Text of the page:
English, French, Polish, Arabic, Ukrainian, Japanese
Tokyo has been cut off from the rest of the world after bubbles from the sky break the laws of gravity there. It has effectively become a playground for youngsters orphaned by the gravity collapse. Parkour teams have even been created to lift spirits. Hibiki, a young ace at parkour who is known for his dangerous playstyle, makes a reckless move one day and plummets into the sea. Saved by the mysterious Uta, they begin to hear a voice that no one else can hear. But who is this person behind the voice? Where did Uta come from? And will the gravity in Tokyo ever return to normal again? Their meeting could lead to a revelation that can not only change their home but the world itself…
Bubble is an original movie that began airing on Netflix on April 28 2022, and in Japanese cinemas on May 13. Produced by Wit Studio (Attack on Titan, The Rolling Girls, Vinland Saga), written by Gen Urobuchi (Puella Magi Madoka Magica, Psycho-Pass) and directed by Tetsuro Araki (Attack on Titan, Death Note), Bubble is…well…a lot of things. A family movie, an action movie, a sci-fi, a modern-day fairy-tale retelling, and a little more. I have to admit that when this movie was first announced, I was incredibly skeptical. The staff behind this movie are responsible for a lot of anime franchises, and big-name ones at that. But I think more people should know that this fact alone does not necessarily mean everything they touch will turn to gold. Big-name writers and directors all collaborating together make followers curious, meaning the bar is raised significantly and expectations are that much higher. They see the people behind Attack on Titan and Madoka Magica and Death Note and want absolute perfection. So does Bubble give us this perfection the followers want?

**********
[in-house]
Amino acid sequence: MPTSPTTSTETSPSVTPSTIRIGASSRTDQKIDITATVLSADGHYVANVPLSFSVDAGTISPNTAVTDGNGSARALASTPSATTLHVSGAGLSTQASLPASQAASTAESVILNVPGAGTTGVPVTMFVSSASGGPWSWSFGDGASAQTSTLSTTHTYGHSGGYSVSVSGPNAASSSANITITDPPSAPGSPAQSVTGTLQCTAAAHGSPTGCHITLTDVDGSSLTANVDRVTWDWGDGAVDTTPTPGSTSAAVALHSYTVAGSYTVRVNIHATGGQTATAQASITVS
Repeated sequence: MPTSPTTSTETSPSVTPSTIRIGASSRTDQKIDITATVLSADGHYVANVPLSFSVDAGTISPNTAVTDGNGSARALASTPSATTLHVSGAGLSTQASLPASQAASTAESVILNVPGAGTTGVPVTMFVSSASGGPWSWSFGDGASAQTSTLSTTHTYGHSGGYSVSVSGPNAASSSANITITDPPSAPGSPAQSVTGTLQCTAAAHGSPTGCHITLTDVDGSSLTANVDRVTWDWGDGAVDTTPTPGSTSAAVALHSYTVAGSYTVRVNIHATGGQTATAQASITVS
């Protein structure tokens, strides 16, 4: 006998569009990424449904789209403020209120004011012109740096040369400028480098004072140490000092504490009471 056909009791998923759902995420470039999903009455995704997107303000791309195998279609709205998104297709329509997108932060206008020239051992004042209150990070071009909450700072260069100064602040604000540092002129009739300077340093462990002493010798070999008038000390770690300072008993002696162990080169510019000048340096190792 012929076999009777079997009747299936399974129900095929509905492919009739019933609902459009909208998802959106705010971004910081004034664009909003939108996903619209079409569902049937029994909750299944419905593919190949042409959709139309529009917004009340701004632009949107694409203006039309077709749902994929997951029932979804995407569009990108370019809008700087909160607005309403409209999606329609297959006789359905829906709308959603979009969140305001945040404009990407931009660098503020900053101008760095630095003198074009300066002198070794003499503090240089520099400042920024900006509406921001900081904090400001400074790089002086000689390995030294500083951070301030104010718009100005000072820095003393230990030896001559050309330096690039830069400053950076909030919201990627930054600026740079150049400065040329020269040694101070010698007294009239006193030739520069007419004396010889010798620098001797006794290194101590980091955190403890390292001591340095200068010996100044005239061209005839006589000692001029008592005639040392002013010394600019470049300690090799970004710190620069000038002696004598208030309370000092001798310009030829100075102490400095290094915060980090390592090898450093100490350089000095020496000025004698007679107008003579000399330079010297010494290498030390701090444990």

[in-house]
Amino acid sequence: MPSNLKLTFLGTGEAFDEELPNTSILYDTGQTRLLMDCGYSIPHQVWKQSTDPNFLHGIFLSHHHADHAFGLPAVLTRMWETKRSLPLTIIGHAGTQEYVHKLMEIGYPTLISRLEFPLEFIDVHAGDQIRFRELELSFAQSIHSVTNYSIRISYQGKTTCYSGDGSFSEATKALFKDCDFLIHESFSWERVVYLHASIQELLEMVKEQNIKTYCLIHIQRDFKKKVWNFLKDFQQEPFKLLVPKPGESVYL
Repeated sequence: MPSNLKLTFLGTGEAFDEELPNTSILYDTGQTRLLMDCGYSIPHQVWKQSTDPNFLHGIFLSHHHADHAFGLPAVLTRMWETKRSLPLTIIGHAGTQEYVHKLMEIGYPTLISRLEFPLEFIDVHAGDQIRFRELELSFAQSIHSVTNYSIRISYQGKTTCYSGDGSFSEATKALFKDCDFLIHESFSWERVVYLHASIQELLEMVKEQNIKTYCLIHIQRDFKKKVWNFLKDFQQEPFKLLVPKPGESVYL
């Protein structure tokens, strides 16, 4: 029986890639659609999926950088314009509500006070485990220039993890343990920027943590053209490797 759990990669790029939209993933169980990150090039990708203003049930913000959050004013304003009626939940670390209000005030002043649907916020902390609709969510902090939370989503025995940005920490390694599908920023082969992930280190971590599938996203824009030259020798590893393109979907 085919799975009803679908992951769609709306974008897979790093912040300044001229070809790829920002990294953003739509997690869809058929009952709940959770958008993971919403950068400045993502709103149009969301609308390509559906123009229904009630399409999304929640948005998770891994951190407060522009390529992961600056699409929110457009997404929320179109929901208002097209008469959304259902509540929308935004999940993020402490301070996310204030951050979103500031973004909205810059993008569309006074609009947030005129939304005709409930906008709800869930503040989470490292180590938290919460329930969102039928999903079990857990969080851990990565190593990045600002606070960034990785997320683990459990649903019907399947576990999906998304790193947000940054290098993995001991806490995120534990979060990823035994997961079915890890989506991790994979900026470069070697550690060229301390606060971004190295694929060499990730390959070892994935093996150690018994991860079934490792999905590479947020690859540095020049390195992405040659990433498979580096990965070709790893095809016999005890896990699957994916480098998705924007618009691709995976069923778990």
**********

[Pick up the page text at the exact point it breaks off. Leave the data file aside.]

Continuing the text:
After a bizarre explosion in Tokyo creates a gravity bubble, the city is considered off-limits and effectively cut off from the rest of the world. A choice few kids decide to break the law and move in, only to find a city half-submerged and fluctuating gravity. These parkour teams (‘Tokyo Battlekour’ as they call it in the movie) are fairly cutthroat and battle each other for ship fuel, food and supplies. This plot might as well have been an action game from the 2000s.
When our main protagonist Hibiki slips and falls into the sea, a mysterious girl jumps in to save him, but as we see straight away, she is not human in any way whatsoever. Named Uta by Hibiki, she finds out more about human culture and life onboard the team’s ship, the Reiyo. However, the more you watch the movie, the more you realize how alike it is to The Little Mermaid. In fact, if you put this plot together with the Hans Christian Andersen fairytale, they are pretty much mirrored.
But as for Bubble itself, it did not win me over in first impressions. Its ’15’ rating on Netflix left me a little confused. It has neat visuals and parkour action that can keep younger viewers happy, but combining it with more heady themes and a little philosophy that the big anime analysts look for is something I’m not sure suits. As well as this, while some parts of the story are overexplained and go into more detail than is needed, others just aren’t explained very well at all. One example of this is how the tale of The Little Mermaid is narrated over and over again. Then leaving something like the one team of scary-looking parkour artists, Team Undertaker, who play a prominent role in the movie and yet aren’t explained very well at all.
And going on from that, the fact that there is not much in the way of an antagonist in the movie is something that may throw off some people. Viewers want someone to boo at, and while Team Undertaker do some mean things in ‘Tokyo Battlekour’, they are just as stuck in this Tokyo bubble as everyone else is. In fact, they look more like some emo kids with fancy technology who just need a hug than anything else. And just as soon as they appear in the movie, they almost vanish as if they were never there. But I suppose if you want to look for an ‘antagonist’ in this movie, then maybe the idea of ‘evil red bubbles’ will please you…
…that’s a spoiler/non-spoiler by the way.